The leaders of the two warring countries held a rare face-to-face meeting in the Ugandan capital Kampala on Thursday and called for a quick resumption of peace talks between the Congolese government and the March 23 movement (M23), which is allegedly backed by Rwanda.
Ugandan President Yoweri Museveni arranged the meeting at a time when Rwandan troops are reportedly gathering near the border with Congo, raising the prospect of another war in the Great Lakes region of Africa.
The UN and Kinshasa have repeatedly accused Rwanda of helping the rebels in Congo. Rwanda has always denied the charges that it is backing the M23, but Kigali has never publicly condemned the militia, which is strengthening its grip over the provinces of North Kivu and South Kivu in the eastern Congo.
In a statement issued late on Thursday, the presidents called for peace talks to resume within three days’ time “and conclude within a maximum period of 14 days during which maximum restraint must be exercised on the ground to allow for talks to conclude.”
“M23 should put an end to all military activities, and stop war and threats of overthrowing the lawful government of (Congo),” said the statement.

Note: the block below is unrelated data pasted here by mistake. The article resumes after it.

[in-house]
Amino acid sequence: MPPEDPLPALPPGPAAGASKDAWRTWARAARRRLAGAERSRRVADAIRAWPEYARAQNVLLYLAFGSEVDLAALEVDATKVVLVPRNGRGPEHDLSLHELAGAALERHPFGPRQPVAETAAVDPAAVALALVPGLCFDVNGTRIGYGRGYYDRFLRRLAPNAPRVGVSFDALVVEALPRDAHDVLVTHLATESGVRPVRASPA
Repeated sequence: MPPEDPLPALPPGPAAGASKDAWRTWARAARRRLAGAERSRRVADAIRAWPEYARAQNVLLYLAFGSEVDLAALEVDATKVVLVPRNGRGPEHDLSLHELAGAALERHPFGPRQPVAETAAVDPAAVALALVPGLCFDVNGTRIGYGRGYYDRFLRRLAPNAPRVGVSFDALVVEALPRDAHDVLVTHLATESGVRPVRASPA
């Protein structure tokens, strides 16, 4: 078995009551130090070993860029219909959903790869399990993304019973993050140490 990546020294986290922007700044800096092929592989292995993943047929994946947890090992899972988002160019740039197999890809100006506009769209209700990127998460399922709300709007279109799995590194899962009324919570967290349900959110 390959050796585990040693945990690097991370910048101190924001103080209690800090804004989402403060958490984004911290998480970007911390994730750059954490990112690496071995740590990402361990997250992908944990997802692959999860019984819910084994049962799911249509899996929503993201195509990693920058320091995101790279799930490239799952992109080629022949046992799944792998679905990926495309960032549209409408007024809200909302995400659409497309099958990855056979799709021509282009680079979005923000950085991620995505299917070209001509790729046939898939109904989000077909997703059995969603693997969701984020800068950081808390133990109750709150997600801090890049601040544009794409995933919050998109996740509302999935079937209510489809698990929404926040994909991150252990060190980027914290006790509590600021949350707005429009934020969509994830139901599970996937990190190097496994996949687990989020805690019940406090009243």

The M23 rebels defected from the Congolese army in April 2012 in protest over alleged mistreatment in army.
The M23 rebels seized Goma, the main city in the eastern Democratic Republic of Congo, on November 20, 2012 after UN peacekeepers gave up the battle for the frontier city. The rebels withdrew from the city on December 1, 2012 under a ceasefire accord.
During a November 24 summit of the International Conference on the Great Lakes Region (ICGLR), an 11-member regional bloc, the Congolese government pledged to start peace talks with M23 rebels.
The talks between Kinshasa and the M23 began in December 2012 but broke down in April 2013.
The M23 rebels and several other armed groups are active in eastern Congo and are fighting for control of the country’s vast mineral resources, such as gold, the main tin ore cassiterite, and coltan (columbite-tantalite), which is used to make many electronic devices, including cell phones.
Since early May 2012, nearly three million people have fled their homes in eastern Congo. About 2.5 million have resettled in Congo, but about 500,000 have crossed into neighboring Rwanda and Uganda.